Governments across the globe have been as ineffective in meeting the needs of their citizens as Italy was in preventing Venice, its crown jewel, from flooding. In 2003, as water levels began to rise across the globe, the Italian city’s government initiated an ambitious engineering project to protect its hundred plus islands from flooding. Sixteen years later, cost overruns have allowed the waters to rise to a record six feet, forcing businesses to close, while tourists see only a unique phenomenon.
Also in 2003, the US invaded Iraq, supposedly to bring democracy and progress, however, in 2019 protesters are attacking the green zone, built to house the occupying government, which eventually turned it over to the country’s new Sunni rulers, who are closely allied with Shia Iran.
Iraqis are as angry as post-civil war Lebanese, or Czechs ’liberated’ from Communism, both of which erroneously believed that businessmen would ‘get things done’. In Lebanon, where hospitals are being forced to close for lack of medicines, a father of three suggested that so many of his countrymen are unemployed that they figure they might as well be in the street. As for the Czechs, in 1989 they dumped communism by pulling off ‘a Velvet Revolution’ and now they are out on the streets, having realized that millionaires do not govern for the people. Similarly, the retired shipyard workers in neighboring Poland who peacefully replaced a Communist government with a liberal one under union leader Lech Walesa, now oppose a nationalist-religious government. Together with Hungary’s Viktor Orban, it refuses to accept Middle Eastern and African refugees, determined to preserve the country’s religious heritage and ‘European way of life’ (sic) ignoring European Union decisions.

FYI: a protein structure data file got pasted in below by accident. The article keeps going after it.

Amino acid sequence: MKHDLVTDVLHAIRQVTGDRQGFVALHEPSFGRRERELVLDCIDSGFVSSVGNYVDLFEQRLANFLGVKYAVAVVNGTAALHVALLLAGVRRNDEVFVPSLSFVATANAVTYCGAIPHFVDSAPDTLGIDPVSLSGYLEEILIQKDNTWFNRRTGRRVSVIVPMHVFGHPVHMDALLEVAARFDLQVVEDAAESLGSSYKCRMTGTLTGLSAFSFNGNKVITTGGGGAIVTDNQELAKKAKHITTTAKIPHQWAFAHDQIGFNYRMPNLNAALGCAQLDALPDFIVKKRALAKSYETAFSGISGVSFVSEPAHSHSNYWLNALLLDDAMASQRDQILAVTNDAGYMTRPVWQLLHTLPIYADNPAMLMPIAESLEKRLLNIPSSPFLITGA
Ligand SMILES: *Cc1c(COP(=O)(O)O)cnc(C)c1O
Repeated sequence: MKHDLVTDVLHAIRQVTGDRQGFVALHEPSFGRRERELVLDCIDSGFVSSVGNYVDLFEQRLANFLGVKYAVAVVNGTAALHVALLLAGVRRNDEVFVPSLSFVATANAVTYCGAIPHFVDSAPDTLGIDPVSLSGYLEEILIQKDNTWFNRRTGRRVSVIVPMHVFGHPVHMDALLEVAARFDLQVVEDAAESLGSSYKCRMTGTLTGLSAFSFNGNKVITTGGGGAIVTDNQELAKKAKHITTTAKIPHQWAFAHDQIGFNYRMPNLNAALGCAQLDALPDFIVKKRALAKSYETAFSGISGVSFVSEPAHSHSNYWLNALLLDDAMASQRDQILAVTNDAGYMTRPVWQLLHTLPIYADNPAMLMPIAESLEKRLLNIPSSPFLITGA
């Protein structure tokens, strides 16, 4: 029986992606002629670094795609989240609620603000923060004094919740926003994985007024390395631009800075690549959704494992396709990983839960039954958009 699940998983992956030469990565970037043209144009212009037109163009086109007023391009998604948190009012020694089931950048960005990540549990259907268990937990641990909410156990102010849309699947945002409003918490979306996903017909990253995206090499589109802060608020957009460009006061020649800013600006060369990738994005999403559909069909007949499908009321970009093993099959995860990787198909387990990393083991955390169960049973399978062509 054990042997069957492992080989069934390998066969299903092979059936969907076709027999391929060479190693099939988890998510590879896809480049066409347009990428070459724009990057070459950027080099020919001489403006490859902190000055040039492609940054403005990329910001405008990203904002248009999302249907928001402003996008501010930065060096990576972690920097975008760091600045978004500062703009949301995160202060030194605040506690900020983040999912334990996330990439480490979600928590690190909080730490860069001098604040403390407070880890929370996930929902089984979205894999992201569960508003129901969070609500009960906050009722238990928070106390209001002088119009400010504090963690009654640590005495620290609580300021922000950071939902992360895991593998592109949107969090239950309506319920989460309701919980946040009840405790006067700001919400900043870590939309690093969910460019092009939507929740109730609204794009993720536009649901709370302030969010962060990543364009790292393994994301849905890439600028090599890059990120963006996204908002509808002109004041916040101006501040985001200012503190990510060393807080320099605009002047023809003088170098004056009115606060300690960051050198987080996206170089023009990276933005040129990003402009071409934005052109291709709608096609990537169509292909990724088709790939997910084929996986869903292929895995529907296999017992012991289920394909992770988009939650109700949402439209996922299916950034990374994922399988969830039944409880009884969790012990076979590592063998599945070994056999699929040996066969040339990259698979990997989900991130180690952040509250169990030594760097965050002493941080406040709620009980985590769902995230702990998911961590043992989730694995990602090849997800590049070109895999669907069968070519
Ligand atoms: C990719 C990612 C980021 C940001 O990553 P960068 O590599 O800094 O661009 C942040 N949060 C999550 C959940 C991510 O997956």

Currently, sixty-nine percent of French citizens back the Gilets Jaunes, who came together a year ago to protest a small hike in the gasoline tax. Now they have inspired Iranians to protest a similar government decision (all the more justified that Iran is an oil producing country).
Although Africa’s modernization has been breathtaking, citizens across the continent accuse governments of right and left of catering to the upper classes. Not to mention Hong Kong, a former British colony that was returned to China in 1997 under a system known as ‘one country, two systems’. Its youth are now coming of age fearing they may be forced to trade their Western system for that of the mainland. They are backed by a US desperate to remain the world’s strongest economy. Just as truly, in order to safeguard ‘Socialism with Chinese Characteristics’, Beijing must avoid caving in to its capitalist outpost,
Ever since the end of World War II, Washington has encouraged third world populations to rise up against governments that fail to tow the US line. It’s been doing so longest in what it charitably calls its ‘back yard’, whose language is relatively easy to learn, its strong men, upon graduating from the ‘School of the America’s’, readily joining the US-led Organization of American States (OAS). Notable exceptions have been Cuba, Nicaragua, Venezuela and Bolivia. Trained by Hugo Chavez, Venezuela’s Nicholas Maduro defeated an attempted right-wing coup, (while Brazil fell for a neo-fascist who claims the oxygen generated by the Amazon forest does not belong to a world fighting climate change).
At the other end of the spectrum, after fourteen years of lifting up his people, Bolivia’s’ indigenous president, Evo Morales left himself open to accusations of election-tampering (the same that are leveled against all long-standing world leaders) and was forced to flee to Mexico to save his life. Meanwhile, Columbians are out on the street en masse protesting living conditions, while Brazilians on Northeast beaches use their bare hands and simple spades to scrap away oil from ocean spills. This raises the uncomfortable thought that humans may be no more able to control nature than they were 60,000 years ago, when they began the trek from Africa that peopled the planet.
Maybe 60,000 years is all we were entitled to.
Deena Stryker is a US-born international expert, author and journalist that lived in Eastern and Western Europe and has been writing about the big picture for 50 years. Over the years she penned a number of books, including Russia’s Americans. Her essays can also be found at Otherjones. Especially for the online magazine “New Eastern Outlook”.